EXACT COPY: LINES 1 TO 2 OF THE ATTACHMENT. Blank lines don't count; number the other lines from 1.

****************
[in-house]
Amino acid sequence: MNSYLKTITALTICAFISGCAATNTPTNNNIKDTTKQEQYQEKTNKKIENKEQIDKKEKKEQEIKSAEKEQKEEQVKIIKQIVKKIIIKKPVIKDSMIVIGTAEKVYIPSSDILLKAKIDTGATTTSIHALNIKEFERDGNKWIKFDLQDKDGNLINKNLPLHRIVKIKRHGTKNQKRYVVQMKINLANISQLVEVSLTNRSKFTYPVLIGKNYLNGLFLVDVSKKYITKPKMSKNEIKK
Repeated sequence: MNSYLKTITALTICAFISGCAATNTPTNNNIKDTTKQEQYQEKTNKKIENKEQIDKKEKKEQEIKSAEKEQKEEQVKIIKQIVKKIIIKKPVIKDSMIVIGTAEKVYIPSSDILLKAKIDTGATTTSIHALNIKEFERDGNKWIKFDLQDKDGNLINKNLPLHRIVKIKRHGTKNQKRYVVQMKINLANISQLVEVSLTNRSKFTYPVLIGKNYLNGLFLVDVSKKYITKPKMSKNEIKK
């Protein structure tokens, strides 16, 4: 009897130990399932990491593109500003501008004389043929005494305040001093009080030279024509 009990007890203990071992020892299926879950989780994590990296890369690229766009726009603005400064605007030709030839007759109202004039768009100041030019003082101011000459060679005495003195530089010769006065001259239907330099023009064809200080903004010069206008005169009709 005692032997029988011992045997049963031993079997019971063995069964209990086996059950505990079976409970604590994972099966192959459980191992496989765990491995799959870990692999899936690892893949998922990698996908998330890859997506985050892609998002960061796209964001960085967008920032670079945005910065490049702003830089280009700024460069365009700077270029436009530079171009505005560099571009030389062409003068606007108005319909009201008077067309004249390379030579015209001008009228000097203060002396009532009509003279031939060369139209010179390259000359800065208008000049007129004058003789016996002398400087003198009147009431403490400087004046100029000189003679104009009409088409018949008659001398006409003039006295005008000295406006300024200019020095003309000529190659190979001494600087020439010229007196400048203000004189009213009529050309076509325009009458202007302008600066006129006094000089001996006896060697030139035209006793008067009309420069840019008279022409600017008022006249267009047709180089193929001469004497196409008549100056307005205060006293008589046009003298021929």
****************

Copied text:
[in-house]
Amino acid sequence: MNSYLKTITALTICAFISGCAATNTPTNNNIKDTTKQEQYQEKTNKKIENKEQIDKKEKKEQEIKSAEKEQKEEQVKIIKQIVKKIIIKKPVIKDSMIVIGTAEKVYIPSSDILLKAKIDTGATTTSIHALNIKEFERDGNKWIKFDLQDKDGNLINKNLPLHRIVKIKRHGTKNQKRYVVQMKINLANISQLVEVSLTNRSKFTYPVLIGKNYLNGLFLVDVSKKYITKPKMSKNEIKK